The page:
- Your Voice
In his 32 years as Pima County Sheriff, 75-year-old Clarence Dupnik has never lost an election, but that was before some controversial comments made in regards to Tucson’s Jan. 8 mass shooting and Arizona Senate Bill 1070.
When Randy Pullen was 15, he worked for the 1964 Republican presidential bid of Arizona Sen. Barry Goldwater.
Joe Higgins, Republican candidate for Pima County supervisor in District 1, believes county government should cooperate with cities and towns as an ally, and not pose as an adversary.
Pima County needs a lot of work. That was the consensus of the four Republican candidates running for Pima County Board of Supervisors District 1, when they met at the Sun City Social Hall on April 17.
Four candidates running for Congress took the solemn pledge Thursday, when the Northwest Republicans hosted a debate among hopefuls in Congressional District 8.
Al Melvin and Pete Hershberger drew clear distinctions with one another Wednesday, when the two Republican Senate District 26 candidates fielded questions at a Citizens Clean Elections Commission debate.
There's an old mob term: "Going to the mattresses." It's when the mob's "soldiers" hide out in an apartment filled with mattresses for days or weeks, waiting until they're told it's time to act.
Three first-time political hopefuls are vying for two Republican nominations for the Arizona House of Representatives in District 26.
R.I.N.O. - Republican In Name Only. Flaky on the issues. More relevant, flaky on the obligation to support other members of the coalition they have chosen, particularly when holding partisan or party office. There may be examples elsewhere called DINOS.
The GOP gets tons of advice, mostly bad and from non-Republicans. Here’s what’s really happening.
After retiring from a job heading up a homebuilding company for about a decade, Scott Smith spent six years as mayor of Mesa, where he developed a reputation as a problem solver and networked well enough to be elected the president of the U.S. Conference of Mayors.
Many of the state’s GOP Congressional candidates attended a Tea Party event in Tucson last week, where Presidential hopeful Rick Santorum appeared ahead of Tuesday’s Primary Election.
Although the ink is barely dry on the proposed lines of Arizona's redrawn legislative districts, the new political landscape is already playing havoc with the races for the state house in the Northwest.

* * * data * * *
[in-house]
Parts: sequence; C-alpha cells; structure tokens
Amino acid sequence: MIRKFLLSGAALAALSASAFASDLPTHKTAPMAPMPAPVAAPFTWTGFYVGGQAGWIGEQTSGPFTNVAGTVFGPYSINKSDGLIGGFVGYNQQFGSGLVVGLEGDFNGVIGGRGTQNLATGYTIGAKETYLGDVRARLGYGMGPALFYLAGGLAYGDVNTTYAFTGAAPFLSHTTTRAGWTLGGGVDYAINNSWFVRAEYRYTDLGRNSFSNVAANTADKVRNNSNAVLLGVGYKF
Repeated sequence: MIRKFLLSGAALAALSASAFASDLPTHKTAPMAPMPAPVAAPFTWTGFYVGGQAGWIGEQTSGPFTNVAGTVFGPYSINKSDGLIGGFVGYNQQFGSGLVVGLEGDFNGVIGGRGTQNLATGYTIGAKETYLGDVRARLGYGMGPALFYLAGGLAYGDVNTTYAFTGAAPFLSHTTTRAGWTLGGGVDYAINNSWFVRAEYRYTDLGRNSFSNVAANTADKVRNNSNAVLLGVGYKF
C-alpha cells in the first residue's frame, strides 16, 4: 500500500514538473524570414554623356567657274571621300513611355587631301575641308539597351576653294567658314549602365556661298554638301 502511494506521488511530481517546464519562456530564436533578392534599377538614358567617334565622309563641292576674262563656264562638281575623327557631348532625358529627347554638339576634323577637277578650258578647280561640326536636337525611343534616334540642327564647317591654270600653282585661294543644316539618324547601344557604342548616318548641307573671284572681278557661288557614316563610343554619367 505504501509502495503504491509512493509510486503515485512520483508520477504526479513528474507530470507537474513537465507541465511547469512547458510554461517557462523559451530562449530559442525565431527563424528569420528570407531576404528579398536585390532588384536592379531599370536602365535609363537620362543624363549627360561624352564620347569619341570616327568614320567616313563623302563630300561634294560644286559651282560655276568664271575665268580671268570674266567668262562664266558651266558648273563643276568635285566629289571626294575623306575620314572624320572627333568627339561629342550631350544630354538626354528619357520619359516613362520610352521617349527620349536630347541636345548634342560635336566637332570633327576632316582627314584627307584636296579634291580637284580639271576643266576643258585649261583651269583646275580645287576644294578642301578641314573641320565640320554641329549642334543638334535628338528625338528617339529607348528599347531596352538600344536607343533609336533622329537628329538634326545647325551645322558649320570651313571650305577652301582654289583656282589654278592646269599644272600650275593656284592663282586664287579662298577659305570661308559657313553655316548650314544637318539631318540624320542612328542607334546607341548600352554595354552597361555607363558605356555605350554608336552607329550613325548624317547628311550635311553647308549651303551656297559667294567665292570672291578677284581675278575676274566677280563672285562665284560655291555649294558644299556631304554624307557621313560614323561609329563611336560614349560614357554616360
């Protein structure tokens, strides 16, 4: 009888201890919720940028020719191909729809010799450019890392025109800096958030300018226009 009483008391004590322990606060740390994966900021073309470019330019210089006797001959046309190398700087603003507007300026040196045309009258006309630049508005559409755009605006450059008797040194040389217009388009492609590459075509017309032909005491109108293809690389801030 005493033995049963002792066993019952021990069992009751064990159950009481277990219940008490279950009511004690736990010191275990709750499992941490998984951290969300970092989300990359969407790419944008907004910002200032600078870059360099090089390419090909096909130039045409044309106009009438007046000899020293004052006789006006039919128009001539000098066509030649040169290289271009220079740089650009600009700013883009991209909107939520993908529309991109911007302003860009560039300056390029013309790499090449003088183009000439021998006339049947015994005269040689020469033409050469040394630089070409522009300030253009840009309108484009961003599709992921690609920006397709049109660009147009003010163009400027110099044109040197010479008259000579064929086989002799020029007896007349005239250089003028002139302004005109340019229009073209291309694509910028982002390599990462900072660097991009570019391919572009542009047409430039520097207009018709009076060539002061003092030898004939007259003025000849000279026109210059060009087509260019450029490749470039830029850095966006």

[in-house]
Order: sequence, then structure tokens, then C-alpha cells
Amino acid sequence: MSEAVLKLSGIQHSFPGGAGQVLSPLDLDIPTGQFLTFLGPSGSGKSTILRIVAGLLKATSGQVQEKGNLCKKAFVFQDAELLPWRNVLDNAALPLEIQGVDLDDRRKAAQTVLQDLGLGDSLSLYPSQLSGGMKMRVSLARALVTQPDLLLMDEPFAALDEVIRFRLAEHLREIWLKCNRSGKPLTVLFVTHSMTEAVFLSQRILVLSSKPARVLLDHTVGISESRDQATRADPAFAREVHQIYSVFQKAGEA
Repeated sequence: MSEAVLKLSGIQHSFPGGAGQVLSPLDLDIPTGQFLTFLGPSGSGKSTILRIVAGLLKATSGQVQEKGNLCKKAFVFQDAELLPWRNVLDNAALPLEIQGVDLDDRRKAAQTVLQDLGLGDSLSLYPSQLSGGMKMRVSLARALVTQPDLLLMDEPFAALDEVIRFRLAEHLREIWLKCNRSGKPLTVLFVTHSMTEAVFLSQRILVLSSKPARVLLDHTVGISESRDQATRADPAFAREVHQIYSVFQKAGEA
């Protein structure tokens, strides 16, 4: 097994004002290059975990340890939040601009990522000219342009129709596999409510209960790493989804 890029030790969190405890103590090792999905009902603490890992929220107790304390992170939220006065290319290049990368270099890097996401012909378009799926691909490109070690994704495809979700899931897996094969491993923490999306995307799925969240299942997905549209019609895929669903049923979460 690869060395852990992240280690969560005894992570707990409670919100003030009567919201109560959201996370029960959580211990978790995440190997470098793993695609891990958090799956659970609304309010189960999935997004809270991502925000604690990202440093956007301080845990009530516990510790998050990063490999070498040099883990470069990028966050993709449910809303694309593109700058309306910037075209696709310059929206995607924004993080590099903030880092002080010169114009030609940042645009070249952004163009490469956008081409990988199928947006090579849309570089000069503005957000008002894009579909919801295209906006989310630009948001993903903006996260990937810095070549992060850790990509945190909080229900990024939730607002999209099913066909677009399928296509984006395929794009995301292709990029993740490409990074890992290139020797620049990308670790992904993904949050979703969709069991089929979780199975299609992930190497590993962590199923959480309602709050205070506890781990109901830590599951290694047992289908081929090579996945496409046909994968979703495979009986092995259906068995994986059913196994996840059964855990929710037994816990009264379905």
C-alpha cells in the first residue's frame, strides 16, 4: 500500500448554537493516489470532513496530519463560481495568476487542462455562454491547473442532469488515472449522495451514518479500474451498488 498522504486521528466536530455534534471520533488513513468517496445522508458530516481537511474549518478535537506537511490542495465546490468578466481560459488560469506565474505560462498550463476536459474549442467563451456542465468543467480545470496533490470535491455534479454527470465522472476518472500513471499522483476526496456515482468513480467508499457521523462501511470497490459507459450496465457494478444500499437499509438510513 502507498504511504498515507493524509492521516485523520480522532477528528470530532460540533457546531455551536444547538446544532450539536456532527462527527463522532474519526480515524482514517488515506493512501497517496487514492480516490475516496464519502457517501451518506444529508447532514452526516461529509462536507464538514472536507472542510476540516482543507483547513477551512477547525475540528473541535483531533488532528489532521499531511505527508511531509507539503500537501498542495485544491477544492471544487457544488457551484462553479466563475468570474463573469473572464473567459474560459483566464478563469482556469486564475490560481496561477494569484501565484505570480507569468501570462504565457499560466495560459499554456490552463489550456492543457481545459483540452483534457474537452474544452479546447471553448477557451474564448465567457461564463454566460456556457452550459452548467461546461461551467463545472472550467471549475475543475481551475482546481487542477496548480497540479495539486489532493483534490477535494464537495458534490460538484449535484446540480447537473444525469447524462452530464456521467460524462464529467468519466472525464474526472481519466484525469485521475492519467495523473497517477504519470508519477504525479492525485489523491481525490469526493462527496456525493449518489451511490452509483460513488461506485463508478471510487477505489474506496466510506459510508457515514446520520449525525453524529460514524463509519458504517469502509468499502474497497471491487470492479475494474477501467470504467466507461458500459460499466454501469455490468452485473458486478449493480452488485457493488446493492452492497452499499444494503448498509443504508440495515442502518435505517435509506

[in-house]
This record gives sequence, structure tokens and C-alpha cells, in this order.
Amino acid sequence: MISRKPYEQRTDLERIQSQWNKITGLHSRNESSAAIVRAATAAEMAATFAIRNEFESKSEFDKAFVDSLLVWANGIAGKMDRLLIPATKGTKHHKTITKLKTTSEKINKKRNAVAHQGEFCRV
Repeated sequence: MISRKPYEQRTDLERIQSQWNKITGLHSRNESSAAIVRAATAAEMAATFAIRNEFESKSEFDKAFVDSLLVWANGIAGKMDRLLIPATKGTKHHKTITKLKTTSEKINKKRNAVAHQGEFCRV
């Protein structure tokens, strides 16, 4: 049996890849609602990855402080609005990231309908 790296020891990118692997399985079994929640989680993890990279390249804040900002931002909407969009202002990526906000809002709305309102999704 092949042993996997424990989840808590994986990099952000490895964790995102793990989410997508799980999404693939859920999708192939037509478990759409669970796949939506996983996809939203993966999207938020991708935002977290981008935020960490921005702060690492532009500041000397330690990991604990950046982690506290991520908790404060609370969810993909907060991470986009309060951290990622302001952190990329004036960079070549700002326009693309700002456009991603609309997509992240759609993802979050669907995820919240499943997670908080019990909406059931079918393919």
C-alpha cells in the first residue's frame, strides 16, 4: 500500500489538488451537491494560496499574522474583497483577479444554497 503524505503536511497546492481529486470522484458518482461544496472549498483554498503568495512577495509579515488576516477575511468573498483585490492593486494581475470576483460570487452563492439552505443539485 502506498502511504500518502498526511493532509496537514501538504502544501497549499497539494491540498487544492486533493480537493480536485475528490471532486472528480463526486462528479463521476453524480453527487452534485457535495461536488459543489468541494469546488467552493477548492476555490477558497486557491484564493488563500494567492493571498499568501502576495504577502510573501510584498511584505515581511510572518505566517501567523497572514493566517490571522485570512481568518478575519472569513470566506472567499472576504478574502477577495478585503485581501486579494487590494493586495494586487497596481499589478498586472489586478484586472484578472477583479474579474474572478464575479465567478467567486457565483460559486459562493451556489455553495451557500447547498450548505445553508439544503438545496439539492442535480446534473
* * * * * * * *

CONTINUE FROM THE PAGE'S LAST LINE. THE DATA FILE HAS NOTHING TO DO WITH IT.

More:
Republican candidates for office have been invited to a Friday, Oct. 10 luncheon indoors at Tohono Chul Park.
The Arizona Republican Party is holding an open house in its Rancho Vistoso office this Friday, June 20.
Assuming poll numbers stay where they have all year and no major event overtakes them, Republicans will not gain the 39 seats needed to take control of the U.S. House of Representatives in 2010. They could. They won't.
House District 26 Republican candidates Rep. Vic Williams, Terri Proud and Wade McLean shared their views about public school funding ahead of the Aug. 24 primary election.
Four years ago at this time, Rudy Giuliani looked like a shoe-in for the GOP nod. Eight years ago, Howard Dean was riding high. I ain’t making no calls this time.
Bob Westerman, a Republican, is running for the Arizona State Senate from District 27, likely facing a long-term Democratic incumbent in a district where Democrats outnumber Republicans by more than 2-1.
Republican voters in House District 26 are choosing two nominees from among three contestants in next Tuesday’s primary.
Every election season brings complaints about "negative campaigns."
The "woe is me" wing of the GOP should note those reports of their demise were a tad premature.
No matter your party affiliation, I think we can all agree that this legislative session has been like no other in Arizona's history. And not in a good way.
The Explorer invited Republican Pima County Supervisor District 1 candidates Ann Day and Joe Higgins to submit 450 words about their candidacies. Copy appears as submitted. One of the two advances to the general election ballot on Nov. 2. There is no Democrat on the primary election ballot.
Most of the rhetoric we’ve heard from Republican Presidential candidates can be boiled down to one theme. They want to take government apart, piece by piece, and move its services over to the private sector, where their rich contributors can make a profit.